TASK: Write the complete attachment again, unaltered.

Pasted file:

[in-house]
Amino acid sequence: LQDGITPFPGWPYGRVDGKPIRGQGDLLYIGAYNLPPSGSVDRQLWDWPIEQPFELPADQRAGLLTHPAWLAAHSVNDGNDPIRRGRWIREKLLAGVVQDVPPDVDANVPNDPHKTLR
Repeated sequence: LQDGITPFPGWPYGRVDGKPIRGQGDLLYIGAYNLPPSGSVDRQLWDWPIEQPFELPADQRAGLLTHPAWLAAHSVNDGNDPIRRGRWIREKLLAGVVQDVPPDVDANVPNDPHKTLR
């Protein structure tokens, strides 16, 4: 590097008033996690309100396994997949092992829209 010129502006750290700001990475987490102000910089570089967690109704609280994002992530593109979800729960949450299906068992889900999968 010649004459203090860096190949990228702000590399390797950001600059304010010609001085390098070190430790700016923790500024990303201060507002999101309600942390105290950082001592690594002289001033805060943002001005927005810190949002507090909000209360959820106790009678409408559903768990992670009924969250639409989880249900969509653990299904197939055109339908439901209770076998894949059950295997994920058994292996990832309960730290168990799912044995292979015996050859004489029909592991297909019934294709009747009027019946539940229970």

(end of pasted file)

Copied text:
[in-house]
Amino acid sequence: LQDGITPFPGWPYGRVDGKPIRGQGDLLYIGAYNLPPSGSVDRQLWDWPIEQPFELPADQRAGLLTHPAWLAAHSVNDGNDPIRRGRWIREKLLAGVVQDVPPDVDANVPNDPHKTLR
Repeated sequence: LQDGITPFPGWPYGRVDGKPIRGQGDLLYIGAYNLPPSGSVDRQLWDWPIEQPFELPADQRAGLLTHPAWLAAHSVNDGNDPIRRGRWIREKLLAGVVQDVPPDVDANVPNDPHKTLR
């Protein structure tokens, strides 16, 4: 590097008033996690309100396994997949092992829209 010129502006750290700001990475987490102000910089570089967690109704609280994002992530593109979800729960949450299906068992889900999968 010649004459203090860096190949990228702000590399390797950001600059304010010609001085390098070190430790700016923790500024990303201060507002999101309600942390105290950082001592690594002289001033805060943002001005927005810190949002507090909000209360959820106790009678409408559903768990992670009924969250639409989880249900969509653990299904197939055109339908439901209770076998894949059950295997994920058994292996990832309960730290168990799912044995292979015996050859004489029909592991297909019934294709009747009027019946539940229970």